CODMAN et al. v. AMIA. (Circuit Court, D. Massachusetts. November 14, 1895.) No. 316.
The defense of anticipation, or of want of Invention, in view of the prior state of the art, Is not affected by the fact that the prior devices relied on were not designed for the particular use to which the device of the patent sued ort Is peculiarly adapted, If they In fact would perform the same functions.. Wright & Colton Wire-Cloth Co. v. Clinton Wire-Cloth Co., 14 C. C. A. 646, 67 Fed.. 700, followed.
'l'heShurtleff patent, No.. 447,0M, for an Improvement in atomizers, is void, in view of the prior state of the art, for want of invention in respect to the combinations covered by claims 1 and 2. Manufacturing Co. v. Holtzer, 15 C. C. A. 63, 67 Fed. 907, applied.
This was a bill by Benjamin S. Codman and others against Joseph Amia for alleged infringement of letters patent No. 447,064, issued February 24, 1891, to Asabel M. Shurtleff for an improvement in atomizers. Lange & Roberts, for complainants. Arthur von BriesE'n, for defendant. ALDRICH, District Judge. In this cause the complainants stand on the first and claims of their patent, which are:
"(1) In an atomizer, a vial and a cap or stopper, combined with a nozzle secured directly to said cap or stopper, and adapted to be applied In the nostrils, and in open communication with the interior of said vial, a liqUid tube, extending down into' the vial, atomizing orifices contained within said nozzle. and an ail' tube provided With 3n air-forcing device, all constructed and armnged to operate substantially as. described. "(2) In an atomizer, a vial and cap or stopper therefor, having its top formed with a seat for the nozzle, combined with a liqUid and air tUbe, atomizing orifices in said tubes, and a nozzle fitting said seat, substantially as described."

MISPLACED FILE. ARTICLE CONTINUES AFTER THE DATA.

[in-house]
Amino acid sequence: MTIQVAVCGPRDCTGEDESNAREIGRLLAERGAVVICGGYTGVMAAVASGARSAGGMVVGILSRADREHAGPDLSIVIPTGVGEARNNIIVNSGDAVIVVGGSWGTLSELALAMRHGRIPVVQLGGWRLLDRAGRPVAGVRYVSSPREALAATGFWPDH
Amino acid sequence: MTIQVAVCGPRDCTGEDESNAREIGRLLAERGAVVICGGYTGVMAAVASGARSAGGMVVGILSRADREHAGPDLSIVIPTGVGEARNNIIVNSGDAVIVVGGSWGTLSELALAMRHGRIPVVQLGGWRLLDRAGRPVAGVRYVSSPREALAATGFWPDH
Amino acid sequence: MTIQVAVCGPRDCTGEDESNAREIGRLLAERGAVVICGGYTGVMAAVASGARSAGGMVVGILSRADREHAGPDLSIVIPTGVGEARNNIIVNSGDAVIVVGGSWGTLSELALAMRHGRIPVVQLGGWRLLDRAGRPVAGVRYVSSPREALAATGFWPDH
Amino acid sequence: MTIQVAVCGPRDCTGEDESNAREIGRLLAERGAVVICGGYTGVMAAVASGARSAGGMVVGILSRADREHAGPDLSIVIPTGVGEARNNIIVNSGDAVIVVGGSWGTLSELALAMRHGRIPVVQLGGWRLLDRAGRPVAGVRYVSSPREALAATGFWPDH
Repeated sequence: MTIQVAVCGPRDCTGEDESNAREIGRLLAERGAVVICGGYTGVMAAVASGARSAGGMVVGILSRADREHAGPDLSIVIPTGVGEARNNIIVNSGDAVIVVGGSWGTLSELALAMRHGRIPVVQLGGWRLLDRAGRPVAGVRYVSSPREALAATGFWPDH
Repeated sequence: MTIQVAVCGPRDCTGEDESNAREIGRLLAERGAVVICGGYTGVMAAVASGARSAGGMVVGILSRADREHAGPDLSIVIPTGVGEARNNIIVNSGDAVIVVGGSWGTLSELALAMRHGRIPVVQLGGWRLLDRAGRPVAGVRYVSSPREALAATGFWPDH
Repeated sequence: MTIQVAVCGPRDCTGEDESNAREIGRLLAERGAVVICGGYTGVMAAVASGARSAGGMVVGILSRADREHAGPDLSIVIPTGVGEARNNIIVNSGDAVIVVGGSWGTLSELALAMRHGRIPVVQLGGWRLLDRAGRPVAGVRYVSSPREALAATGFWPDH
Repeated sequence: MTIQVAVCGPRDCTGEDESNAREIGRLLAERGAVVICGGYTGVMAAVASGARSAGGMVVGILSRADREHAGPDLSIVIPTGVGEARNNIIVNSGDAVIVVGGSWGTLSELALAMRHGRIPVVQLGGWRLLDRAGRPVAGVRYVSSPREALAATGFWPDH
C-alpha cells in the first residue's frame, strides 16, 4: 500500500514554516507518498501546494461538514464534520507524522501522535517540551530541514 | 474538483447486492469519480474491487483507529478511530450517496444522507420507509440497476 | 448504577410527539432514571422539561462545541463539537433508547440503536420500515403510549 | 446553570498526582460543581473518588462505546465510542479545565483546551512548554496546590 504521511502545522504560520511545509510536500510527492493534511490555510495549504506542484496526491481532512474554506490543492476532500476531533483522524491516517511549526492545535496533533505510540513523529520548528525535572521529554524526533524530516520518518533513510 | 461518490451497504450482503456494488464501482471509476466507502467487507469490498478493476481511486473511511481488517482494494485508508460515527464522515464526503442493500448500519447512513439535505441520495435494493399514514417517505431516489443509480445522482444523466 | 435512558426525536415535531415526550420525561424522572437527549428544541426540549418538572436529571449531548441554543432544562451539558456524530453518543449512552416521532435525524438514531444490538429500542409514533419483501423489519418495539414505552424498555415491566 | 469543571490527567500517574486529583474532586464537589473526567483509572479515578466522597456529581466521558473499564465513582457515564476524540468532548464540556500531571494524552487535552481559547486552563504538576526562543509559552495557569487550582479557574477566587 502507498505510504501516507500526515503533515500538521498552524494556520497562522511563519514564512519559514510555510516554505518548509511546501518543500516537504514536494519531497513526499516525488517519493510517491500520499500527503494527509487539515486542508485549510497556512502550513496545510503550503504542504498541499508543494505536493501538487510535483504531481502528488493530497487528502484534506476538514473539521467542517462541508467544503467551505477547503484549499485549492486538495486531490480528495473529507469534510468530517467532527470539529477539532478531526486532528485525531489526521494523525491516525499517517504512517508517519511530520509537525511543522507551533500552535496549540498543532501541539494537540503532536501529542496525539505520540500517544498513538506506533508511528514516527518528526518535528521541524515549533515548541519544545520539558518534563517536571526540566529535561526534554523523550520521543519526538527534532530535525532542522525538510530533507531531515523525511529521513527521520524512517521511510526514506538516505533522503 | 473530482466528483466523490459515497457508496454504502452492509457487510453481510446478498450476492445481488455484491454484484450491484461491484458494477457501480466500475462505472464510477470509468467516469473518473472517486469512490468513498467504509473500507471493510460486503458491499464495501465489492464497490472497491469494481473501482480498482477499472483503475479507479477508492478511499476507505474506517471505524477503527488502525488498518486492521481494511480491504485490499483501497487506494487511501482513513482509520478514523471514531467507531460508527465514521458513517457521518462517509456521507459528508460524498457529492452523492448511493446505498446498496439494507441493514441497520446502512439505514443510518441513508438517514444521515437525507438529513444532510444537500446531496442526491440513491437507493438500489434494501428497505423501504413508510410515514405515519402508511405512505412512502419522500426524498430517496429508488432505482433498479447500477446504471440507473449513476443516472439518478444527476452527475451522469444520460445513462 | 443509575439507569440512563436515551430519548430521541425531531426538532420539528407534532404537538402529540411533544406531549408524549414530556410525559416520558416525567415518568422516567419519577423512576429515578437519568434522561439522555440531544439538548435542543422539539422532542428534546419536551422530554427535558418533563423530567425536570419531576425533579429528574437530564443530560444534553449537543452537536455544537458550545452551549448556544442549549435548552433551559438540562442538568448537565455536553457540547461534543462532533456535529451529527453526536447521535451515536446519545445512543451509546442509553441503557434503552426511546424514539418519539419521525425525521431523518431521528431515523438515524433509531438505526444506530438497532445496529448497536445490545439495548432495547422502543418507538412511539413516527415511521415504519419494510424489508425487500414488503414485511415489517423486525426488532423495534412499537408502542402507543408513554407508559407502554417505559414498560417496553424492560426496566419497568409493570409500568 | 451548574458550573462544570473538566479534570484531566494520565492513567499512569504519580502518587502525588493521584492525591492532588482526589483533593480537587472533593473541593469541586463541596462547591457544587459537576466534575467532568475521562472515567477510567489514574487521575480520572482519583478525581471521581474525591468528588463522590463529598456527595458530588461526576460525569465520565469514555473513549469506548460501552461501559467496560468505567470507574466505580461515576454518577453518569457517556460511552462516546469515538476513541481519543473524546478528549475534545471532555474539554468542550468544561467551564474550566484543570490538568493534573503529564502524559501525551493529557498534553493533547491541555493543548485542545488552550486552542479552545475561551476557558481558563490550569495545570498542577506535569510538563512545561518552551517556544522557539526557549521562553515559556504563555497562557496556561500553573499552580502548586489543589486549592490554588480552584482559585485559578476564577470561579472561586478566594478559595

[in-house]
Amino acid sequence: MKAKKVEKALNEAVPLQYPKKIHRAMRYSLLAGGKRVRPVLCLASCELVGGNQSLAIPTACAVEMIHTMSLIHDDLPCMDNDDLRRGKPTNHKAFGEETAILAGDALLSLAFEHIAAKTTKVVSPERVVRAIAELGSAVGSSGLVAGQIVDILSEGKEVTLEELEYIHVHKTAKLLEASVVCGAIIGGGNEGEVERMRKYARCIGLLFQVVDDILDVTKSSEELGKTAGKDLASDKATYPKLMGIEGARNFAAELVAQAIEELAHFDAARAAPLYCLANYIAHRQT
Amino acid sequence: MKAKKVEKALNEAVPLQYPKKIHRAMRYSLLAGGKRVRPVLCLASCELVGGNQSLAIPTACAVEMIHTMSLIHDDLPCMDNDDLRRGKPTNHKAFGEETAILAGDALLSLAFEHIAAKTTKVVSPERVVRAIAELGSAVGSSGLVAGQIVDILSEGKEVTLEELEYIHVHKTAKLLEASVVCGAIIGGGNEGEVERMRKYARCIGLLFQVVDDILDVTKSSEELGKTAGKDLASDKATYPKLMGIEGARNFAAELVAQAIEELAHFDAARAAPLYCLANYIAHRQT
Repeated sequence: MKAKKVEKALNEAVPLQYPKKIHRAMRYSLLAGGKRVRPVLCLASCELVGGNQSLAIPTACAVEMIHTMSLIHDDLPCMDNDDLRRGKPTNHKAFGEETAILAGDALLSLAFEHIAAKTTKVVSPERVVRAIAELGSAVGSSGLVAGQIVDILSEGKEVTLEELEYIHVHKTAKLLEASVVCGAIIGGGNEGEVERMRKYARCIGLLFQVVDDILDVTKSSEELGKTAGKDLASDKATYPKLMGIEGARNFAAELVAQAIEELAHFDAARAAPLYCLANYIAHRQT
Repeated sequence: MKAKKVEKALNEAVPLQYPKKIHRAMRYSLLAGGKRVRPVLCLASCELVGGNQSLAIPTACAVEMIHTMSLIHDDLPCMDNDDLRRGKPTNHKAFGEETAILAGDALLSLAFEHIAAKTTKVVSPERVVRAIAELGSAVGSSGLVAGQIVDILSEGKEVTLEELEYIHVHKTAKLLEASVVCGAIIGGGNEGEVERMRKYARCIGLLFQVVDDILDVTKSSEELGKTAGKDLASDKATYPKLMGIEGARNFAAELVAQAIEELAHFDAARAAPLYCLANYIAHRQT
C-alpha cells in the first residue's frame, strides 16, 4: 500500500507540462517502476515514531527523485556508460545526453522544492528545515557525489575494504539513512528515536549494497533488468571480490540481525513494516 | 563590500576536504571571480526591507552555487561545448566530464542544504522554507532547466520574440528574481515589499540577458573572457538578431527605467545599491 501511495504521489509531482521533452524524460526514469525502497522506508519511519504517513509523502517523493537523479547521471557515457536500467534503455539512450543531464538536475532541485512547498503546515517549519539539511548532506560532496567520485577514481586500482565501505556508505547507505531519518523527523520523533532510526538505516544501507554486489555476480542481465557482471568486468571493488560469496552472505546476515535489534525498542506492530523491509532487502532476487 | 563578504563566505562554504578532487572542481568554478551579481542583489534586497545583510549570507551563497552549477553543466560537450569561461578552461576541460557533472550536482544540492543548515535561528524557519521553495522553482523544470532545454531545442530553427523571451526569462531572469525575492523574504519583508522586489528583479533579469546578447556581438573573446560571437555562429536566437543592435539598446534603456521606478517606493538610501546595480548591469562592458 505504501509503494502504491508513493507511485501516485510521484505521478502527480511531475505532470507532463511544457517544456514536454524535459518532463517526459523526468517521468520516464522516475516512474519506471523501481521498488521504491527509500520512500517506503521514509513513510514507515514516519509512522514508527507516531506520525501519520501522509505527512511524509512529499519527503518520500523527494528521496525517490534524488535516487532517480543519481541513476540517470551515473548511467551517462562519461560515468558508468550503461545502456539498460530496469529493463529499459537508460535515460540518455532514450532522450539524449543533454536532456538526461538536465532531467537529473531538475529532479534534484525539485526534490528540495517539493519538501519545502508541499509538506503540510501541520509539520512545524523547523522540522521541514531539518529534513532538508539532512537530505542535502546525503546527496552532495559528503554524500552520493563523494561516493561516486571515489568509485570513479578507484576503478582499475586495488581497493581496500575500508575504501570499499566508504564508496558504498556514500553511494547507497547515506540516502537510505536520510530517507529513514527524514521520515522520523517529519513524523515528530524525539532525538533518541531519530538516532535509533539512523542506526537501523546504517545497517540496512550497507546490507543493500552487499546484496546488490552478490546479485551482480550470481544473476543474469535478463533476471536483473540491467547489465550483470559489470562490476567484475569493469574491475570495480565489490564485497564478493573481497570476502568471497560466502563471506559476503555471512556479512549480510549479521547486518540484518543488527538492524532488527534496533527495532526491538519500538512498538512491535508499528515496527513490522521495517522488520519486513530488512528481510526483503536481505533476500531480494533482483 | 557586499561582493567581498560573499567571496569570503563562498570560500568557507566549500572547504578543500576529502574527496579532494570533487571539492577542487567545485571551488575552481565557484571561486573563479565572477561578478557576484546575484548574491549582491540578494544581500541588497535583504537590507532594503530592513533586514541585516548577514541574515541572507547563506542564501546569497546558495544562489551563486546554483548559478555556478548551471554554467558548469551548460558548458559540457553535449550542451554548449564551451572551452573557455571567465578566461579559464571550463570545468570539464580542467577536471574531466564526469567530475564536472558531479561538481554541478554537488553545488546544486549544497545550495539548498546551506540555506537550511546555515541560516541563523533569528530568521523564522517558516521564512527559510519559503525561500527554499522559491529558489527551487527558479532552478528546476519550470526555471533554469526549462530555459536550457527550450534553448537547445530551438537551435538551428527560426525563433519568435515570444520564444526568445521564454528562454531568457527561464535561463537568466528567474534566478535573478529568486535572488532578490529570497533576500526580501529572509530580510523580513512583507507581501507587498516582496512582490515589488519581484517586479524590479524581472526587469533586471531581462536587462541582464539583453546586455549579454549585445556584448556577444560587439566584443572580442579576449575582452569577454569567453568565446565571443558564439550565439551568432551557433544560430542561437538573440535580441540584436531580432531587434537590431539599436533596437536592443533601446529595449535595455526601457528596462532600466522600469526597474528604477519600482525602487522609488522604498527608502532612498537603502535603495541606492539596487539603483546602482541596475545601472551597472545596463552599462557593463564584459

The device which the complainants say amounts to patentable invention consists in securing known atomizing parts directly to a cap or cover of a vial, and adapting the wh3le for use as an atomizer, for throwing spray. into the nostrils. It would seem that the functions and ideas embodied in the complainants' atomizer, aside from the rigid attachment, were all known in the prior art, and especially disclosed in the German patent of 1886, known as the "Osterwald Patent," and the American patent of 1881, known as the "Heine Patent" This being so, the combination which results from securing the various parts directly to the cap or cover of the vial was not, under the doctrine of Manufacturing Co. v. Holtzer, 15 C. C. A. 63, 67 Fed. 907. patentable invention. The claim of the complainants that the older atomizers were not designed for the particular ust! to which their device is peculiarly adapted is no answer (Potts & Co. v. Creager, 155 U. S. 597, 606, 15 Sup. ct. 194) to the fact that the older devices would perform the same functions. This doctrine was recently applied to Wright &
BINNS V. ZV,CKER & LEVETT . CHEMICAL CO.
Colton Wire-Cloth Co. v. Clinton Wire-Cloth Co., by the circuit court of appeals for this circuit. 14 C. C. A. 646, 67 Fed. 790,792. It follows, therefore, that the bill must be dismissed, with costs, and it is so ordered.